Remember, Pi

When I started the Fearless Campaign, I was spending three weeks living out of Goa, in a happy goa fearless bubble with a glass of port in my hand as I rode around with no thought about whether my body was covered or not, I watched women from all over the world walk fearlessly on sand, wind in hair. 

My journey from there continued onwards on Bike with my partner to the North of India on a rusty old enfield towards the Kumbh Mela over three days, and it's this ride that really turned out to be my super symbolic "fearless" test.
While we rode through rural U.P. I have never been as aware as I was on that bike of what I was wearing, how desolate the highway was, how many trucks and big cars full of men there were, how few women were on the streets and in the villages. To add to this test, our bike broke down on all three days that we were riding in U.P for hours at end.

Suddenly we found ourselves in rural U.P, in the middle of hillbilly nowhere, with hungry eyes and claws staring at me in every mechanic shop, every dhaba and every chai stop. My first reaction was to add more layers onto my salwar-kameezed-winter clothed self. I wore a dupatta around my head, and every time we would stop I would avoid eye contact with all the staring men. My paranoia even went as far as a thought crossing my mind that I should make myself look "uglier" so that I attracted less attention.
I've lived in small town North India, and travelled extensively across villages in Kutch and Rajasthan while working, but this was the first time I had felt this kind of fear. In my head played articles about Rape in Haryana and U.P, thoughts about how "these people" are all repressed, and all sorts of judgments. I messaged a friend about my fear who replied saying "Remember Pi, the world reflects your fear, replace it with strength and that will be reflected too".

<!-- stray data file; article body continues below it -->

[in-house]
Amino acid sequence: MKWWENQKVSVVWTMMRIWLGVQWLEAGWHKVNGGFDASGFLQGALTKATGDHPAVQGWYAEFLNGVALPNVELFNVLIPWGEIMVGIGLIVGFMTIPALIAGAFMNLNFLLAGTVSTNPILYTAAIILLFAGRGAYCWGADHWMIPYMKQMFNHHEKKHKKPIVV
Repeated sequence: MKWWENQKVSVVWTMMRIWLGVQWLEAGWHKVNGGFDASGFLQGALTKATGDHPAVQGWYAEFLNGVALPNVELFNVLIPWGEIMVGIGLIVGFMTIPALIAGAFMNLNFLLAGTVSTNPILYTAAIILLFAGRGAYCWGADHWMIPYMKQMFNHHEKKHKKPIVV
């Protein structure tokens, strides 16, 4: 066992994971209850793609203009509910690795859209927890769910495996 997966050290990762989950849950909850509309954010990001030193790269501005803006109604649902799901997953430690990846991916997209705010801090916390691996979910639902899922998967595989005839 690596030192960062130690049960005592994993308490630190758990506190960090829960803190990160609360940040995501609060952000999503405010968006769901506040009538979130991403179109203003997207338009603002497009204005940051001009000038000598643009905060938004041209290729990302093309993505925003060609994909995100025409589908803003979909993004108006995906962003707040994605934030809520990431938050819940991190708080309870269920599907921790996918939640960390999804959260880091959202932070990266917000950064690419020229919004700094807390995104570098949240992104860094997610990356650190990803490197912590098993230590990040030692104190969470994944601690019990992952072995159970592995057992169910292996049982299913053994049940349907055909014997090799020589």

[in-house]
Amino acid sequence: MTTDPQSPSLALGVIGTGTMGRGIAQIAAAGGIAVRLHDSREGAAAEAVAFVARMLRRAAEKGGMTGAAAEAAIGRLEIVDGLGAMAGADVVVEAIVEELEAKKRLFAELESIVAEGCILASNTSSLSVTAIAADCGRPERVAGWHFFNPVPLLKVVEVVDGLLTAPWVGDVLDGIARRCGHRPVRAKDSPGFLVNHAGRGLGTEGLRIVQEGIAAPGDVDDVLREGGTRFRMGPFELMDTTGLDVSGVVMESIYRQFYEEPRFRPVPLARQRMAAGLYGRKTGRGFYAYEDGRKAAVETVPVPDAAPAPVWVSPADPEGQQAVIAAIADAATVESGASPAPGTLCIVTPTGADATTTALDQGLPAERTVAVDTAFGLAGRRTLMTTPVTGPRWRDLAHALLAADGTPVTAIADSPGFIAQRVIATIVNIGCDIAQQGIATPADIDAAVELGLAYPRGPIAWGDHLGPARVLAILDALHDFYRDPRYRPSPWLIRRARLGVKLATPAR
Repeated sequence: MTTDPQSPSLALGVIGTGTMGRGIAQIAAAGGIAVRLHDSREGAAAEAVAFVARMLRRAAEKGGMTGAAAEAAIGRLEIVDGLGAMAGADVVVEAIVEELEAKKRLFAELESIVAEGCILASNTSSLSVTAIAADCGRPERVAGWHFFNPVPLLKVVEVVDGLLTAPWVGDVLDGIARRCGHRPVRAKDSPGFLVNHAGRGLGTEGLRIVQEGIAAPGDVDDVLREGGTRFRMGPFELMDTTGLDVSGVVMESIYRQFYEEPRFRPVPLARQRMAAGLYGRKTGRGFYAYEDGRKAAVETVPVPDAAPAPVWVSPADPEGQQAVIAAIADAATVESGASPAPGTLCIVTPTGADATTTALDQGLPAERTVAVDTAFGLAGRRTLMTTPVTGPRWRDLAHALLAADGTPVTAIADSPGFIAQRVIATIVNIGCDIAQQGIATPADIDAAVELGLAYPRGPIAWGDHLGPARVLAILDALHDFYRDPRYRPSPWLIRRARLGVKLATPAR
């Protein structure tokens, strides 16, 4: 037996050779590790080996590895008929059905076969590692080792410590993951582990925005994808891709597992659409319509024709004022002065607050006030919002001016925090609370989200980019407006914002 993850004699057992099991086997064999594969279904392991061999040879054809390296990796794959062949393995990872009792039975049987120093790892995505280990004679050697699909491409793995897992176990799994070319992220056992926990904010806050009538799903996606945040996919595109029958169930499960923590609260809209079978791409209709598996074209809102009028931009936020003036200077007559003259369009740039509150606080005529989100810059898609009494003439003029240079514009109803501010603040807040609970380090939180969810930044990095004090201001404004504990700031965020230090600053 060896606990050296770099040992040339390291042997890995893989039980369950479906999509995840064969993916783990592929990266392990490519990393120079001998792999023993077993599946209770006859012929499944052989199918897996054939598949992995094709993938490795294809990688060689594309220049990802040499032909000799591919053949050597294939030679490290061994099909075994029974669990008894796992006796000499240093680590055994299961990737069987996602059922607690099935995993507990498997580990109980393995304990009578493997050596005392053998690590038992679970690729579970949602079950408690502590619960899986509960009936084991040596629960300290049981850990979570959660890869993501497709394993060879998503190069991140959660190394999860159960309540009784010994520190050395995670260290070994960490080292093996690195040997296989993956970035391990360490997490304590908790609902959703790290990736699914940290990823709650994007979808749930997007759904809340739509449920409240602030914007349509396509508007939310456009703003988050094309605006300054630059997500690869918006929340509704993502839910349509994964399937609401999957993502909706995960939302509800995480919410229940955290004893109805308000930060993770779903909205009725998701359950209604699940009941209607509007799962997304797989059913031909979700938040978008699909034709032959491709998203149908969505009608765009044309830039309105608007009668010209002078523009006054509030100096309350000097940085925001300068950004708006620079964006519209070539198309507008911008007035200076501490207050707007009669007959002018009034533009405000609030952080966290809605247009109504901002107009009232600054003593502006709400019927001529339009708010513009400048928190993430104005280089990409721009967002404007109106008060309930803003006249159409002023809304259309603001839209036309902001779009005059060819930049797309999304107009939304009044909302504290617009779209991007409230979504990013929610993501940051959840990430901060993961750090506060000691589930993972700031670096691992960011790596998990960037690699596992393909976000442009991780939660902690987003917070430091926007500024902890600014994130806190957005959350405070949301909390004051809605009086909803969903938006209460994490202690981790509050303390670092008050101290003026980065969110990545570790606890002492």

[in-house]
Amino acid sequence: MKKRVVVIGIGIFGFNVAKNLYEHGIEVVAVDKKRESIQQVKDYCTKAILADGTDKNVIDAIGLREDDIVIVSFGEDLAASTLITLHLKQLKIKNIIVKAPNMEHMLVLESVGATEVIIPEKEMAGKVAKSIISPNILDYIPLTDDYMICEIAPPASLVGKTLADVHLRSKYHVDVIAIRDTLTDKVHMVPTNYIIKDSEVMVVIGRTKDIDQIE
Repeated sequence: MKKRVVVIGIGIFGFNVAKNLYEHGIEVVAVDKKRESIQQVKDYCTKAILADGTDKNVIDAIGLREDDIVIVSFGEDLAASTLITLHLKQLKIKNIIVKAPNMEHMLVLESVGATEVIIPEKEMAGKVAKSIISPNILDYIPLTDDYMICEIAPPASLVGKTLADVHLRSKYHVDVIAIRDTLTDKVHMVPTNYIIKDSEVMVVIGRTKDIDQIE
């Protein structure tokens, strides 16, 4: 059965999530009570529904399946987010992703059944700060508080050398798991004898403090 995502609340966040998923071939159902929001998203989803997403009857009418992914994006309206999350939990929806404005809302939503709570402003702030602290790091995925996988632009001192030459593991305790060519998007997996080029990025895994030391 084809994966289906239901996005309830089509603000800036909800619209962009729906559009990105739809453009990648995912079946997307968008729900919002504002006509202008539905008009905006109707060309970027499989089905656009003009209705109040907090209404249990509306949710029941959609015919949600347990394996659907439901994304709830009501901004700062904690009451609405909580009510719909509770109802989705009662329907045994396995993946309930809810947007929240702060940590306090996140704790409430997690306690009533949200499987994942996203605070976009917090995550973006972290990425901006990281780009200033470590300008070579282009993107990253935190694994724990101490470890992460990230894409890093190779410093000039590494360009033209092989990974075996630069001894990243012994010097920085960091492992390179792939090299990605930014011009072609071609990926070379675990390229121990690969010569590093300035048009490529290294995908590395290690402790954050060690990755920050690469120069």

And so I raised my head and faced the journey with greater strength as I would in my hometown Bangalore or in lala Goa. I became the tiger and the mirror. And to my surprise, a lot of the people who I wouldn't even have looked at in the eye but judged as creepers, were kind and full of love to us while we got our bike fixed, as more often than not has been the case when I've travelled through India. And yes, some of those stares were more lecherous, but my hiding wouldn't help the hundreds of women that would and should make their way across India on a bike.

Fear, making ourselves "blend in" or a Wallflower is all counterproductive to the larger change we need to see. We need to face not only the 'tigers' in our societal boats, but also the tigers inside us. My calling rural men in UP "repressed" is the same as them calling me (a city girl) a slut.
This is not a time for judgement or divisions, but relearning and re-forming our ideas about men, women, sexuality and ourselves.

"Remember Pi, the world reflects your fear, replace it with strength and that will be reflected too".


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